The project-focused structure of the Nanodegree was what really drew me in. While I thought that it was fantastic that Udacity helps students with job placement, I wasn’t quite as interested in that portion because I already knew the track that I wanted to be on—building a startup. I was mostly interested in learning how to build stuff and in finding the right balance between theory and application. Out of all the experiences I’ve had with furthering my education, the way the Nanodegree is structured is the most well thought out and well-balanced. You’re not just taught what to do; you’re taught how to think.
The difficulty ramp-up of the programs, especially for the Data Analyst Nanodegree, was right for me. By the second or third project, I was thinking, “Wow, this is some very cool stuff. I’ve learned the skills, and now I have to apply it on a blank slate.” That feeling came a bit later in the Front-End program, probably by the fifth project. I loved it when I was given a clean canvas to build on, with the liberty and freedom to create something like a single-page web app or plotting Meetup locations on a map. The feeling of creating something on the web and it actually working… that’s a good feeling.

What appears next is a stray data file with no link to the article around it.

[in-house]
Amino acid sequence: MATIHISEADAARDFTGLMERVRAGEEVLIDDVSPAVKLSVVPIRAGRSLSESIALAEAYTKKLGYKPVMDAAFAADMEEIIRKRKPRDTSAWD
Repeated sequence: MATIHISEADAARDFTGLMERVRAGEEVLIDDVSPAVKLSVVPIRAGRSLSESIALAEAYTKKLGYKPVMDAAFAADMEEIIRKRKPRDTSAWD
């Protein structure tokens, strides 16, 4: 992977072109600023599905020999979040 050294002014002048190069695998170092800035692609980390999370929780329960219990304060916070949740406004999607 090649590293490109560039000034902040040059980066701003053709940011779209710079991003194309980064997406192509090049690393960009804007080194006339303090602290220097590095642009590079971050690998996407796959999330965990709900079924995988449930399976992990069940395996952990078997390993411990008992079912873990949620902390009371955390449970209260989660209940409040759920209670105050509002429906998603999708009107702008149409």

There have definitely been challenges along the way. Debugging code has been frustrating, but it’s an important skill that Udacity has undoubtedly helped me to hone. I used to just re-compile or re-run faulty code, secretly hoping that it would work. Now, I’m a lot more methodical about it and first try to identify if a bug is from an unfamiliarity error or a logical error. If it’s from syntax, a framework, or best practices that I’m unfamiliar with, some Googling and Stack Overflow always does the trick. I have never had a problem that others haven’t had before. When I have trouble determining what to even search for, coming back to the basics is important. All programming can boil down to data structures (stuff) and algorithms (how we handle stuff). I try to break it down into those two primitives, think about it critically, and approach bugs the same way one does a problem with the scientific method.